A battle of sorts is taking place in the field of artificial intelligence (AI). It has been widely reported that China is ramping up its focus on the technology that is expected to transform businesses and industries. Numbers from ABI Research point to a swing in favour of China.
Smart speakers are picking up steam with the installed base expected to hit 100 million by the end of this year, according to Canalys. That’s 2.5 times the size of end 2017.
The long awaited Xiaomi listing made an impressive debut — dropping 2.9 percent on its opening day in Hong Kong. Priced at HK$17.00 at launch, the share price dipped to HK$16.50 in early trading.
Security checks have become the norm in airports, malls and many public places. While screening devices are often bulky, a more portable alternative is now available following the launch of SWORD, a mobile 3D image scanner that can be used with smartphones.
ZTE looks like it’s getting a chance to resurrect its business, thanks to help from the highest office in the United States. Last week, the China telecom giant announced that it had to cease business activities because of US sanctions on critical components.
The uptake of 4G-LTE is expected to grow to pass one billion by 2017, according to a new study by GSMA Intelligence. This translates to one in eight of the more than eight billion total mobile connections forecast by that point, up from 176 million LTE connections at the end of 2013. And around half of these are expected to be in Asia.
Nearly 500 LTE networks are forecast to be in service across 128 countries, roughly double the number of live LTE networks today.
“Since the launch of the first commercial 4G-LTE networks in late 2009 we are seeing deployments accelerate across the globe,” said Hyunmi Yang, Chief Strategy Officer of GSMA. “Our new report highlights a number of factors that are driving LTE growth: the timely allocation of suitable spectrum to mobile operators; the availability of affordable LTE devices; and the implementation of innovative tariffs that encourage adoption of high-speed data services. Mobile operators in both developed and developing markets are seeing LTE services contributing to a significant increase in ARPU.”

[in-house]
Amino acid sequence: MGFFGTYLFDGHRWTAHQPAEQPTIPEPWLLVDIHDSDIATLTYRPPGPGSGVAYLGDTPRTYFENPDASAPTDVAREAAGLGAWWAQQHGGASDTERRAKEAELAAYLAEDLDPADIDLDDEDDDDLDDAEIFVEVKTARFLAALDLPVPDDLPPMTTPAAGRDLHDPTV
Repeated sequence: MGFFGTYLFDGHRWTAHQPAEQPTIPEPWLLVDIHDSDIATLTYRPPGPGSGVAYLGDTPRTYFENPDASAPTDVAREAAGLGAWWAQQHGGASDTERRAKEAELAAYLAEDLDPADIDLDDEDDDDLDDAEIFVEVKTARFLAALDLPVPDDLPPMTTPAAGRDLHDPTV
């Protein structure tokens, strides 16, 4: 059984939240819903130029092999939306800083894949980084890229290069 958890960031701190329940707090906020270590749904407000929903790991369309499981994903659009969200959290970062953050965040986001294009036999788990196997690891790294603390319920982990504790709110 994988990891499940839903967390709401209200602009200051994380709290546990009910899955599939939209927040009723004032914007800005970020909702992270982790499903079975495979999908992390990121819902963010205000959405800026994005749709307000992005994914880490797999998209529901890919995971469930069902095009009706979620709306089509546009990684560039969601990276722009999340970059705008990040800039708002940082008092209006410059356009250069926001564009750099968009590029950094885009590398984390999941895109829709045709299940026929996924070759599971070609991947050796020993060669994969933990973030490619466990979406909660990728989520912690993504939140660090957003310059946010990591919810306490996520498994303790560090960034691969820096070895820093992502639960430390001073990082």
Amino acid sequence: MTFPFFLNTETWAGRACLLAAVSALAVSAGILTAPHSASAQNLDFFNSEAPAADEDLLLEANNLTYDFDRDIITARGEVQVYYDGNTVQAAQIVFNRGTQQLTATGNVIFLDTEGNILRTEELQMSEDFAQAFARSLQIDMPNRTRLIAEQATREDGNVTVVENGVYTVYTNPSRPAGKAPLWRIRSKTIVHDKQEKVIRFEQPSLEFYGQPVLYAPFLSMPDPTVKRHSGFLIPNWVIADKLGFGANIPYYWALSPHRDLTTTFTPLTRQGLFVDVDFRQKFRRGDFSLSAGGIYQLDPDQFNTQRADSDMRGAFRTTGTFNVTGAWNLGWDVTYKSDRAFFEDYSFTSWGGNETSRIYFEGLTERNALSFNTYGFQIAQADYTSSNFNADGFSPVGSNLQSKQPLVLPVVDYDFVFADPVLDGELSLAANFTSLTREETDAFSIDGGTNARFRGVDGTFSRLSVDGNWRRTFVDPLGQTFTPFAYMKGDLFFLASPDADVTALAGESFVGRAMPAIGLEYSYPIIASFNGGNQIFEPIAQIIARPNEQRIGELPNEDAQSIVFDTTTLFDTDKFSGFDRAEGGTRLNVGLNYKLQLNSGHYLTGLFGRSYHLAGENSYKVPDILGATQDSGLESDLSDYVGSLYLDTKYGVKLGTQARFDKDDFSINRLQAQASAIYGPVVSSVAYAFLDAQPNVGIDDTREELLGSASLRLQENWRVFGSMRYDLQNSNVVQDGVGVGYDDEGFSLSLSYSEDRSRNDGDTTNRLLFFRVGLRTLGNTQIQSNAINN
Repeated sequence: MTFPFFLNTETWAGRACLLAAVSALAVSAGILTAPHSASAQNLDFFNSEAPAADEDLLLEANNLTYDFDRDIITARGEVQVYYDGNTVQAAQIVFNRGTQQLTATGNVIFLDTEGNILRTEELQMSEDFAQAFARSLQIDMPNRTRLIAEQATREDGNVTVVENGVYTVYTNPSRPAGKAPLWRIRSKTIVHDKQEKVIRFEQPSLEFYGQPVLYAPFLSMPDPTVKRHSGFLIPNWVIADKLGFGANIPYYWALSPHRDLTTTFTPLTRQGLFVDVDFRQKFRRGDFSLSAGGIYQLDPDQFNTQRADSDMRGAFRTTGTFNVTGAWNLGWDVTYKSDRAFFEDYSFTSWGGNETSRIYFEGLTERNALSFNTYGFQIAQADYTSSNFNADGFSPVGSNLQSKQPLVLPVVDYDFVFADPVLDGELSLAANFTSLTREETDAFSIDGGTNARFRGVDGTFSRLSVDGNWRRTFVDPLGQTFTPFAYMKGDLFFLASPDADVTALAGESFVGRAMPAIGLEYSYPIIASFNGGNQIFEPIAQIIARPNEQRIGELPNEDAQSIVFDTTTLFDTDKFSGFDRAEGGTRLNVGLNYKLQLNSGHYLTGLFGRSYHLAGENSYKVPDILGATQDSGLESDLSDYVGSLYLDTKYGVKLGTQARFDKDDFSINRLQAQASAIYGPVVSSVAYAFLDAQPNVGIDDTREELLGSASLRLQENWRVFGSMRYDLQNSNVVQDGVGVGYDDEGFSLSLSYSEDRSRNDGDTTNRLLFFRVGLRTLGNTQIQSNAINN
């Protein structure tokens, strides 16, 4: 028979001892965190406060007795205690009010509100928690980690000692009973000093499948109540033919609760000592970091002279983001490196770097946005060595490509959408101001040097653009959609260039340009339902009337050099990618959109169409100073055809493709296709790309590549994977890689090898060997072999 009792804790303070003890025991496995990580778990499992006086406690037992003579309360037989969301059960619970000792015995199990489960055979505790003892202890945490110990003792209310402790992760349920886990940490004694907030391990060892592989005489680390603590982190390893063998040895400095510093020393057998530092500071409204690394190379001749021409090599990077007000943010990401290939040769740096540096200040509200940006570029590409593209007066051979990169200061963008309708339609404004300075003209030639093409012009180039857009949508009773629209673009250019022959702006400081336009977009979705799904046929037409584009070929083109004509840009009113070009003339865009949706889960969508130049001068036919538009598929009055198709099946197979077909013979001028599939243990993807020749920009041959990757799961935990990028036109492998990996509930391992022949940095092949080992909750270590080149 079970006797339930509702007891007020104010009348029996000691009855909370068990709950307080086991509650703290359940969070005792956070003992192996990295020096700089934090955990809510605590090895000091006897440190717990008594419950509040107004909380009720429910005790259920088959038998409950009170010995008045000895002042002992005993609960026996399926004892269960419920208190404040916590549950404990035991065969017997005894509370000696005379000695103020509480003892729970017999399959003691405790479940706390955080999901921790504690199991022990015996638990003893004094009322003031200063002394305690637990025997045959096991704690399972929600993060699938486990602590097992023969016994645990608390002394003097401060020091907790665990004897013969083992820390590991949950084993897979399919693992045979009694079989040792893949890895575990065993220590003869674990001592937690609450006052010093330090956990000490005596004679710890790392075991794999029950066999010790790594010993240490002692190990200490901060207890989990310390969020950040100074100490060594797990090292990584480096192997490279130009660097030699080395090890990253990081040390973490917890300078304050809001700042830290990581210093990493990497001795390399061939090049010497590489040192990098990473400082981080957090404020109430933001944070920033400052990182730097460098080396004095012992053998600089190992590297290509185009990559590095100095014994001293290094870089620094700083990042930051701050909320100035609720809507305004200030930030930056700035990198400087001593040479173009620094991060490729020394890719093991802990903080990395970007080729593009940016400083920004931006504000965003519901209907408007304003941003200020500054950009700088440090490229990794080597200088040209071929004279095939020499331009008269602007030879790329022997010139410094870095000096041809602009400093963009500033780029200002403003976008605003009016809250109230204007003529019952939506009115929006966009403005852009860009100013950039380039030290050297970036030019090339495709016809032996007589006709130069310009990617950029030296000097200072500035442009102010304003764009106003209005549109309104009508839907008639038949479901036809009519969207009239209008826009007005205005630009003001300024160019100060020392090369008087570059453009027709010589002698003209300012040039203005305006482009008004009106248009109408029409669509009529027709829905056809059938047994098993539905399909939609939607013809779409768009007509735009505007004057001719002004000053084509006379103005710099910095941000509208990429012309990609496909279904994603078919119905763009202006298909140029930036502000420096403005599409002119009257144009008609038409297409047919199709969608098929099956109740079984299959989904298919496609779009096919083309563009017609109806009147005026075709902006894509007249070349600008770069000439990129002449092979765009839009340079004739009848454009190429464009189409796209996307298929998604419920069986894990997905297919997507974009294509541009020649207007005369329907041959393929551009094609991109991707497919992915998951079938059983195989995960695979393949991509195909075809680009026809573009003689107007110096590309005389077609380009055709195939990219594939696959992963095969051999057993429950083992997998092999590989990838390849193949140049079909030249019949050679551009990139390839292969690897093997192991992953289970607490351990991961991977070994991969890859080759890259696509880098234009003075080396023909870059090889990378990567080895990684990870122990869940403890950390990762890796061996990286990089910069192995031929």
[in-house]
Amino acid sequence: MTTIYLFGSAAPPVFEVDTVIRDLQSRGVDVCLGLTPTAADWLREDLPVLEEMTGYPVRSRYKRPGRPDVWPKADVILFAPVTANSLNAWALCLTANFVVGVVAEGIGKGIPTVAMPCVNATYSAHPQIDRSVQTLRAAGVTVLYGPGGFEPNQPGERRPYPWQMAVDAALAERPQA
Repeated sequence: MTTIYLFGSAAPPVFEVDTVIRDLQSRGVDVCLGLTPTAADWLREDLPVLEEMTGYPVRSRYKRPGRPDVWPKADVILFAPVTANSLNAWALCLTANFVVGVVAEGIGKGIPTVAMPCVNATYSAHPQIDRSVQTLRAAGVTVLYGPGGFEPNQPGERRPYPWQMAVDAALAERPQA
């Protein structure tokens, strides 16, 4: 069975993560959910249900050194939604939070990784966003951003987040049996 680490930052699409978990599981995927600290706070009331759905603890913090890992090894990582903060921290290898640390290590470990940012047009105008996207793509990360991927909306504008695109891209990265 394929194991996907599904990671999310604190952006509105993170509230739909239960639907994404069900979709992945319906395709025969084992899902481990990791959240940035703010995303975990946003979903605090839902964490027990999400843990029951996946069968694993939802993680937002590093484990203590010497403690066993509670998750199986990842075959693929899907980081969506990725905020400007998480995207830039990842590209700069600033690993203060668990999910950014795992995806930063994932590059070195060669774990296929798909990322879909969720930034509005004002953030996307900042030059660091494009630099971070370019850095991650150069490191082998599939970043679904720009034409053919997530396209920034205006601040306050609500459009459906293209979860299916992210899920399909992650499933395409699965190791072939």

China smartphone makers looking to take their domestic success globally need to carefully consider their expansion strategies, according to Frost & Sullivan.
While the China market has been driven by demand for cheap devices that offer a unique range of services such a virtual goods, messaging apps, and photo sharing, the more mature Western markets are very different, with carrier relationships, strong brand equity, and innovative features crucial to success.
Along with Huawei and ZTE, three interesting China companies have ambitions to take their smartphone businesses international: Lenovo, Yulong Coolpad and Xiaomi. The first and most successful China smartphone company is Lenovo, which has the largest smartphone market share of China companies, second only to Korean giant Samsung in China. Lenovo is also one of the most diversified China electronics companies, with a broad portfolio. The company has already achieved success on the global stage with its PC business, now the world’s largest after overtaking HP in 2012.
ZTE’s handset business has seen steady development and profit growth during 2012. Industry analyst IDC reported that ZTE had shipped 65 million handsets in 2012, accounting for 3.8 percent of the global handset market and confirming ZTE as one of the top 4 handset producers.
“We know that our future success means we have to build the ZTE brand, and another target for us is to be a top 5 vendor in terms of brand awareness and reputation within the next three years,” said He Shiyou, EVP and Head of the Mobile Devices Division at ZTE. “2013 is the final year of our three-year transformation into a high-end smartphone brand, but we have a lot of building still to do.”